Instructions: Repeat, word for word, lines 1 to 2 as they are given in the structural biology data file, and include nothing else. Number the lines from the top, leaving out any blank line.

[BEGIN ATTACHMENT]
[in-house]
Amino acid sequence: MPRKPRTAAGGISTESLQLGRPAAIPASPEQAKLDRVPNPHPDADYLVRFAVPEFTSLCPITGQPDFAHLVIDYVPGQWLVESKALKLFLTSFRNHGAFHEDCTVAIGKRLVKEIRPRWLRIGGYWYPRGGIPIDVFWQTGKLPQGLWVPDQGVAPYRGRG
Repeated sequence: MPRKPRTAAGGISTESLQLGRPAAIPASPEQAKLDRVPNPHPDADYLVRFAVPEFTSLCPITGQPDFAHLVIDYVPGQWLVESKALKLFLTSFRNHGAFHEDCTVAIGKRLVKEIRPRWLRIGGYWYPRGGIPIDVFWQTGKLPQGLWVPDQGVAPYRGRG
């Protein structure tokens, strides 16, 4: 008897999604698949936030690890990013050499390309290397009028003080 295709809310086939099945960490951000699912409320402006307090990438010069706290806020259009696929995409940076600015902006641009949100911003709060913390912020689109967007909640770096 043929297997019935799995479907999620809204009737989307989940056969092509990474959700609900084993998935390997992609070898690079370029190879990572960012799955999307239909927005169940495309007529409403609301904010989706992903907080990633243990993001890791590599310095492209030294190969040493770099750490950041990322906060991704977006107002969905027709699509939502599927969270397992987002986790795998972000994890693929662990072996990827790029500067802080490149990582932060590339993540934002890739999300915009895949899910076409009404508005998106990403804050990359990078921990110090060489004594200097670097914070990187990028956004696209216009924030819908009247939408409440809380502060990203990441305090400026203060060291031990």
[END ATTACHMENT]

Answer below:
[in-house]
Amino acid sequence: MPRKPRTAAGGISTESLQLGRPAAIPASPEQAKLDRVPNPHPDADYLVRFAVPEFTSLCPITGQPDFAHLVIDYVPGQWLVESKALKLFLTSFRNHGAFHEDCTVAIGKRLVKEIRPRWLRIGGYWYPRGGIPIDVFWQTGKLPQGLWVPDQGVAPYRGRG